Dylan Storey

Recovering academic, hacker, tinkerer, scientist.

Dynamically Placing Functions Into Python Classes

This is just me messing around with dynamically setting functions within a class. And then persisting them.

Given the class task.py:

class task(object):
  """docstring for task"""
  def __init__(self , c):
    super(task, self).__init__()
    self.variable_name = c

  def fit (self):
    None

  def transform(self):
    None

We can define class methods dynamically in foo.py:

from task import task as task
from types import MethodType

def cubic(c):
  mine = task(c)

  def ft (self,x):
    print("You passed me {}".format(x))
    self.exp = 3
    return 3 ** self.exp

  def tform(self,x):
    return x**self.exp

  mine.fit=MethodType(ft,mine)
  mine.transform = MethodType(tform,mine)
  return mine

def square(c):
  mine = task(c)

  def ft (self,x):
    print('you passed me {}'.format(x))
    self.exp = 2
    return x ** self.exp

  def tform (self,x):
    return x ** self.exp

  mine.fit = MethodType(ft,mine)
  mine.transform = MethodType(tform,mine)
  return mine

So now we can call each of these functions to get an instance of class task.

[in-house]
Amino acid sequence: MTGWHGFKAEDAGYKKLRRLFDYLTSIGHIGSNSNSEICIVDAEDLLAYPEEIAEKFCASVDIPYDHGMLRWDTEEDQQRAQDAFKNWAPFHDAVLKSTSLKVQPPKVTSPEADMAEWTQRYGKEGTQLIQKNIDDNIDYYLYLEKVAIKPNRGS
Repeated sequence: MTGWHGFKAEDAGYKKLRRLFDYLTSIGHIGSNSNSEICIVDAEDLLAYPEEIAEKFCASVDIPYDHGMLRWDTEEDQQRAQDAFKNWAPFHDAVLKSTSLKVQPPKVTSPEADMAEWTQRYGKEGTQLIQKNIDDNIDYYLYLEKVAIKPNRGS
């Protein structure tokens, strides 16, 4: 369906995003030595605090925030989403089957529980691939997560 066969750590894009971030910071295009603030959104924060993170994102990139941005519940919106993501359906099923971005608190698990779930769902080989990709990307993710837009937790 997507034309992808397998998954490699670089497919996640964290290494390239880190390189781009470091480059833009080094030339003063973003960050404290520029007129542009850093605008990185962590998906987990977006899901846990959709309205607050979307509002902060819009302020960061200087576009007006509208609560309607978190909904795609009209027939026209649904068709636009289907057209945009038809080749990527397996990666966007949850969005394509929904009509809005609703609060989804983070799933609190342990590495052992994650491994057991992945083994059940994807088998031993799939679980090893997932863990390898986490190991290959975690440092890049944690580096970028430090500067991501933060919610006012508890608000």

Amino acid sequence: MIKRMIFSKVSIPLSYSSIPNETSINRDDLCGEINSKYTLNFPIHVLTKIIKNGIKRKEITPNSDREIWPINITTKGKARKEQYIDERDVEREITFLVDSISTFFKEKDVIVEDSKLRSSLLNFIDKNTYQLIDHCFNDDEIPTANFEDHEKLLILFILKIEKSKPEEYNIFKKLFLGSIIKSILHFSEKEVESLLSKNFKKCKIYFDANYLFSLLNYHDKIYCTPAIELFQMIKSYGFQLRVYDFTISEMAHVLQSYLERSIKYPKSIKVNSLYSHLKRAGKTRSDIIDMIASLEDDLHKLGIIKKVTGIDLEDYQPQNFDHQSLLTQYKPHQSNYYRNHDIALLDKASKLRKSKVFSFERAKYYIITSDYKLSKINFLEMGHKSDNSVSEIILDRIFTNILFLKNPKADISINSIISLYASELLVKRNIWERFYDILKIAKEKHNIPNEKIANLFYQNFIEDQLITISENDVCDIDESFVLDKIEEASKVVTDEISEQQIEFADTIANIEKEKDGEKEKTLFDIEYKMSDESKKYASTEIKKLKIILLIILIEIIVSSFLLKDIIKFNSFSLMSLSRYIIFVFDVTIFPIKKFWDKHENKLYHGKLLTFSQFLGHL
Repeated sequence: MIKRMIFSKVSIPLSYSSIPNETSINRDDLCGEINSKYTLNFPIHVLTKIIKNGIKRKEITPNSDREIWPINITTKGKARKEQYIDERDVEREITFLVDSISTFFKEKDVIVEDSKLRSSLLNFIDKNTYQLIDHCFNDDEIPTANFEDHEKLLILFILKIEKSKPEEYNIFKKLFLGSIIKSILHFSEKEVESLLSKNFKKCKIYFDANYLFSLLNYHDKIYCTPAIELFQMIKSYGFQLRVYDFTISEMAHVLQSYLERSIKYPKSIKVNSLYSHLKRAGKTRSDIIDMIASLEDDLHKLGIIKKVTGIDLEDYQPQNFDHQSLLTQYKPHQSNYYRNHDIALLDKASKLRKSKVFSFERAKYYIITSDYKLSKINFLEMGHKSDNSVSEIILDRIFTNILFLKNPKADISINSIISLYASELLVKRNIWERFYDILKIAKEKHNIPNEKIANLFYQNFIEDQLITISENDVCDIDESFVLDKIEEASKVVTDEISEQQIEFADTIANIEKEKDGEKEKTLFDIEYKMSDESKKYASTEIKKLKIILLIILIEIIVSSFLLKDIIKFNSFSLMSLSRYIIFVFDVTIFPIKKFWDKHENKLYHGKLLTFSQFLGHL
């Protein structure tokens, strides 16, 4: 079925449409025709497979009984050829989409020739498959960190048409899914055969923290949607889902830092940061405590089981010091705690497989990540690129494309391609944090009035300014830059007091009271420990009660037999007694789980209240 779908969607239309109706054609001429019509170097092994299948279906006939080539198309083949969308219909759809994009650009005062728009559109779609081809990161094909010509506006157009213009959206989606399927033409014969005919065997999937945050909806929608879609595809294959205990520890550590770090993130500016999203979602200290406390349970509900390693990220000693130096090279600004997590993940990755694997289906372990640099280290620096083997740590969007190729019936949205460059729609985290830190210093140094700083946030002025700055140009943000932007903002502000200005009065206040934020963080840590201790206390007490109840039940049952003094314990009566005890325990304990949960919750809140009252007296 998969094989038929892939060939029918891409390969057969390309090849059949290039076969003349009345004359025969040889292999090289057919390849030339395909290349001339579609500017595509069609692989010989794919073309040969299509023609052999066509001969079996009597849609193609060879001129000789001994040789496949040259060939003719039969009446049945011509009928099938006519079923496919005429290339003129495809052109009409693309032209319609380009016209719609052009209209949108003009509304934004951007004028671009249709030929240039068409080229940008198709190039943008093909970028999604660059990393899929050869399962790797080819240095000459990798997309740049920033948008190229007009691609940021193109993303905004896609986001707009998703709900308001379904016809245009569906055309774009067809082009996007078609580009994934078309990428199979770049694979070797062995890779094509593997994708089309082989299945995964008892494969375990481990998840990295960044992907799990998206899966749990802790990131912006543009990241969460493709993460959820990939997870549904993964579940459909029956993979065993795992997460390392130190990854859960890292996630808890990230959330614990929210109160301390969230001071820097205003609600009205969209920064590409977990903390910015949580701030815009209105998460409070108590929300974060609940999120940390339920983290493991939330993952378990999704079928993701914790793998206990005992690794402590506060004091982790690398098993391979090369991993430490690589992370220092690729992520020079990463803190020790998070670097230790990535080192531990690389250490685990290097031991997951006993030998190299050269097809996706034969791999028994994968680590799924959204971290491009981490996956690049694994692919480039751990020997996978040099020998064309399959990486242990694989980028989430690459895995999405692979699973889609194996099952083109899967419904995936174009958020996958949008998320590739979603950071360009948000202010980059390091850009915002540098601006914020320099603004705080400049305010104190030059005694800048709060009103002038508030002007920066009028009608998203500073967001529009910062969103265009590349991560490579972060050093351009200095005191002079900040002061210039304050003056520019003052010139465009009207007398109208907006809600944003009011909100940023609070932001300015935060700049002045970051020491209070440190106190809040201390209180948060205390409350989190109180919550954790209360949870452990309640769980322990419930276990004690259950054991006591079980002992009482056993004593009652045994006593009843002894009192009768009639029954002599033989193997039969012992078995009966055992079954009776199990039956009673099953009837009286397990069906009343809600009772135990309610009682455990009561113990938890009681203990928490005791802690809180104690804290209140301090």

>>> squared = foo.square('square_this')
>>> squared.fit(3)
You passed me 3
9
>>>squared.transform(4)
16

>>>cubed = foo.cubic('cube_this')
>>>cubed.fit(3)
You passed me 3
27
>>>cubed.transform(4)
64

And we can do stuff like this now:

>>> processes = {cubed.variable_name : cubed.transform, squared.variable_name : squared.transform}
>>> incoming_data = {'square_this' : 2 , 'cube_this' : 3 }
>>> transformed_data = {k : processes[k](v) for k,v in incoming_data.items()}
>>> transformed_data
{'square_this': 4, 'cube_this': 27}

Even better we can do something like this:

import dill
>>> persist = dill.dumps(processes)
>>> load = dill.loads(persist)
>>> transformed_data = {k : load[k](v) for k,v in incoming_data.items()}
>>> transformed_data
{'square_this': 4, 'cube_this': 27}
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